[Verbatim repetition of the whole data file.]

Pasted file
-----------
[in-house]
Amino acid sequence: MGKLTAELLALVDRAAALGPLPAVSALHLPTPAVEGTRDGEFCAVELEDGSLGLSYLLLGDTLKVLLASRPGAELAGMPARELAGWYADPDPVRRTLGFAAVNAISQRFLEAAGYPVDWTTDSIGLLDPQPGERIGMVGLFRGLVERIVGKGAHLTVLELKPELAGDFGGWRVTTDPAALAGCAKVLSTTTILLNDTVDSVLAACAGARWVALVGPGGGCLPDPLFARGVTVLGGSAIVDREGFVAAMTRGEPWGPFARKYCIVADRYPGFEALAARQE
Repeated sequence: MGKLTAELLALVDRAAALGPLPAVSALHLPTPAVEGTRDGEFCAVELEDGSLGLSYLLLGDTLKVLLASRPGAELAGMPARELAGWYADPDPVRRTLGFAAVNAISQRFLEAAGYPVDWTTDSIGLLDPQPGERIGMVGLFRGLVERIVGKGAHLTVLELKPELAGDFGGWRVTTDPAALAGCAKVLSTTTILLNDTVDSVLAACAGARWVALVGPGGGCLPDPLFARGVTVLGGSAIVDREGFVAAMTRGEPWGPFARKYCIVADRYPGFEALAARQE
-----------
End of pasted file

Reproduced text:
[in-house]
Amino acid sequence: MGKLTAELLALVDRAAALGPLPAVSALHLPTPAVEGTRDGEFCAVELEDGSLGLSYLLLGDTLKVLLASRPGAELAGMPARELAGWYADPDPVRRTLGFAAVNAISQRFLEAAGYPVDWTTDSIGLLDPQPGERIGMVGLFRGLVERIVGKGAHLTVLELKPELAGDFGGWRVTTDPAALAGCAKVLSTTTILLNDTVDSVLAACAGARWVALVGPGGGCLPDPLFARGVTVLGGSAIVDREGFVAAMTRGEPWGPFARKYCIVADRYPGFEALAARQE
Repeated sequence: MGKLTAELLALVDRAAALGPLPAVSALHLPTPAVEGTRDGEFCAVELEDGSLGLSYLLLGDTLKVLLASRPGAELAGMPARELAGWYADPDPVRRTLGFAAVNAISQRFLEAAGYPVDWTTDSIGLLDPQPGERIGMVGLFRGLVERIVGKGAHLTVLELKPELAGDFGGWRVTTDPAALAGCAKVLSTTTILLNDTVDSVLAACAGARWVALVGPGGGCLPDPLFARGVTVLGGSAIVDREGFVAAMTRGEPWGPFARKYCIVADRYPGFEALAARQE